Although Kiton made its name producing completely handmade suits in an old-world Neapolitan manner, when the company expanded into dress and sport shirts more than a decade ago it did so without losing sight of its sartorial reputation. Each of these ultrafine shirts, all made from the finest thread-count cottons, requires six hours of labor and more than 100 sewing operations, including 17 distinctive hand-sewing applications. “Notice how there is no lining in the shirt placket, only folded fabric,” explains Kiton’s shirt manager Sebastiano Borrelli, a cousin of Fabio Borrelli, whose family has, until recently, been making shirts in Naples for nearly a century under its own name. Borrelli’s paternal grandmother, Anna Borrelli, is considered the inventor of the three-sided crow’s foot stitch that every Neapolitan shirtmaker, including Kiton, has since adopted as its own. The distinctive stitch is one of many defining details that characterize a shirt as handmade, since no machine can crisscross a button. Among the other hand-sewn details on a typical Kiton shirt, which is made in the company’s own factory adjacent to its suit-making operation, are embroidered buttonholes and handkerchief-rolled and stitched edges. The collar on the shirt is also particularly noteworthy for its inside panel of oxford cotton to prevent neck irritation and shrinkage. One more stylistic flourish: Kiton always leaves one centimeter of thread behind the button so when it begins to disappear, hopefully after years of wear, the shirt’s owner can tell when his button is about to fall off.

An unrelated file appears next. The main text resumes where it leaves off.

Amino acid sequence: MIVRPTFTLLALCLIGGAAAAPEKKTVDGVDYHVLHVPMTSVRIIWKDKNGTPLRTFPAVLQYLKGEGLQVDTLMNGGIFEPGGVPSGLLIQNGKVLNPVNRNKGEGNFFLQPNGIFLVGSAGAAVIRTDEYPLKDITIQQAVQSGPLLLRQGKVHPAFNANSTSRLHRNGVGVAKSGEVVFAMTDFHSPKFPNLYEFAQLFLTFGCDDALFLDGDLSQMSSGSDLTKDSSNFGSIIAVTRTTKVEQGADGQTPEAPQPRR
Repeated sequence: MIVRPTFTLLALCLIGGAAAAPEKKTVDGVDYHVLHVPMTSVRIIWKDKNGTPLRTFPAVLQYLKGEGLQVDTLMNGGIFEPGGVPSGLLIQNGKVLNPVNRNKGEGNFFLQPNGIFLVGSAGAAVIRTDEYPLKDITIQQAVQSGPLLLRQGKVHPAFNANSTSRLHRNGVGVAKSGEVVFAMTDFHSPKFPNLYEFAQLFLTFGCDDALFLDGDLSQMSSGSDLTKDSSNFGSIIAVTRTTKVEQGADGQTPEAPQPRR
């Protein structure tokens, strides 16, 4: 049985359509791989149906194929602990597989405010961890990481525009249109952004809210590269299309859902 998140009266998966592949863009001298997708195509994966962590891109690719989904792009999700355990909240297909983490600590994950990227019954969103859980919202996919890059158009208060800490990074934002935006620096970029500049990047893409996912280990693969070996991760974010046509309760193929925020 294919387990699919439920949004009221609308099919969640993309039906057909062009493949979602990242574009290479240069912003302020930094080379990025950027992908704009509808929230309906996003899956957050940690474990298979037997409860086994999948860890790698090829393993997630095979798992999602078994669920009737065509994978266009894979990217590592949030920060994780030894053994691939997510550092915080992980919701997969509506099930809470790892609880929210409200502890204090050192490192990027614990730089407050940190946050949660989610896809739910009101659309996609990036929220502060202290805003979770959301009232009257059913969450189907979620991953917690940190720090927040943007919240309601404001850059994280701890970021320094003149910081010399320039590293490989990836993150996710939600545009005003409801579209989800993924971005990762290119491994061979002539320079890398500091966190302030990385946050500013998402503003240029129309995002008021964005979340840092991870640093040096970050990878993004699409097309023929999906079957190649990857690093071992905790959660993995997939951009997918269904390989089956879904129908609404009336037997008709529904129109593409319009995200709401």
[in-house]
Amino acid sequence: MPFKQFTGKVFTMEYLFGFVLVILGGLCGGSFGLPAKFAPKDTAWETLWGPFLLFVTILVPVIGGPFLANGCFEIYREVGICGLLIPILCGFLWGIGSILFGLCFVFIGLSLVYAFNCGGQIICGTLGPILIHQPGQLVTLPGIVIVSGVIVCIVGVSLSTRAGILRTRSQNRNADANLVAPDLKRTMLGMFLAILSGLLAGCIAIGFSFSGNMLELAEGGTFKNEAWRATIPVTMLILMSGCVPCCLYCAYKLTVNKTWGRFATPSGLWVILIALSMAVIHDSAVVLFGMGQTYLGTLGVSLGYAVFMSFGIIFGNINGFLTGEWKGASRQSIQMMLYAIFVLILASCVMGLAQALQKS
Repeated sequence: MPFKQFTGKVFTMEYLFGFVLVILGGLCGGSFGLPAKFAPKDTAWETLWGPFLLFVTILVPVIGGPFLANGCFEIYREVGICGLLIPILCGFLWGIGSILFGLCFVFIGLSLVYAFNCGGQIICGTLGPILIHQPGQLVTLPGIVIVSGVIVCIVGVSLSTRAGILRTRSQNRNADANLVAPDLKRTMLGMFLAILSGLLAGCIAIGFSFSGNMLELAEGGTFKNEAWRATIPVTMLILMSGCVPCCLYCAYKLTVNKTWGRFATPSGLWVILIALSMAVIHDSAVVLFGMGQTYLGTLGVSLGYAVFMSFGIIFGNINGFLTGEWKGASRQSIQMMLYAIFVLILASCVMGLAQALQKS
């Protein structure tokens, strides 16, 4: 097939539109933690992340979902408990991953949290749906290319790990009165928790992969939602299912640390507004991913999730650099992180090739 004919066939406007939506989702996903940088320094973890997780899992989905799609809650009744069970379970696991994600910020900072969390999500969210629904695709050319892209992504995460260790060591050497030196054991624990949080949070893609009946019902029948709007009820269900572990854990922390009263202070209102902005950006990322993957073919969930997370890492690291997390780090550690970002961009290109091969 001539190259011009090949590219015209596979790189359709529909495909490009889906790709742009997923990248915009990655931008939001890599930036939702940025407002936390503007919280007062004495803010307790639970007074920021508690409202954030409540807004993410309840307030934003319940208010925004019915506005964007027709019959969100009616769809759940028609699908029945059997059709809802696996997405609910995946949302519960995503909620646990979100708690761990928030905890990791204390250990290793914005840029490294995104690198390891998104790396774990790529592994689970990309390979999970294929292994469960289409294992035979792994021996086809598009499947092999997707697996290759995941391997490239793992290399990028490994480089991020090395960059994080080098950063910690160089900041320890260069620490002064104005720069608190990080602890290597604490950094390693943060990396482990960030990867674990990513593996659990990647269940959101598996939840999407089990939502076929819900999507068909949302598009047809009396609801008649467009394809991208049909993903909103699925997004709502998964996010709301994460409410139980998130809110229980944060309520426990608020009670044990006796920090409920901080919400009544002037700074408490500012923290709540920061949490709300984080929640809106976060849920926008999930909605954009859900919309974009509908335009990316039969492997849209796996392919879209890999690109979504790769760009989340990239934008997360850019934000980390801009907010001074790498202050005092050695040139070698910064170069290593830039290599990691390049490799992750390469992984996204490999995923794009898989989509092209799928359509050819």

Kiton uses only undyed mother-of-pearl buttons as a signature of its handmade shirts, which also feature the Neapolitan clothier’s distinctive sheered sleeve where the sleeve meets the shoulder.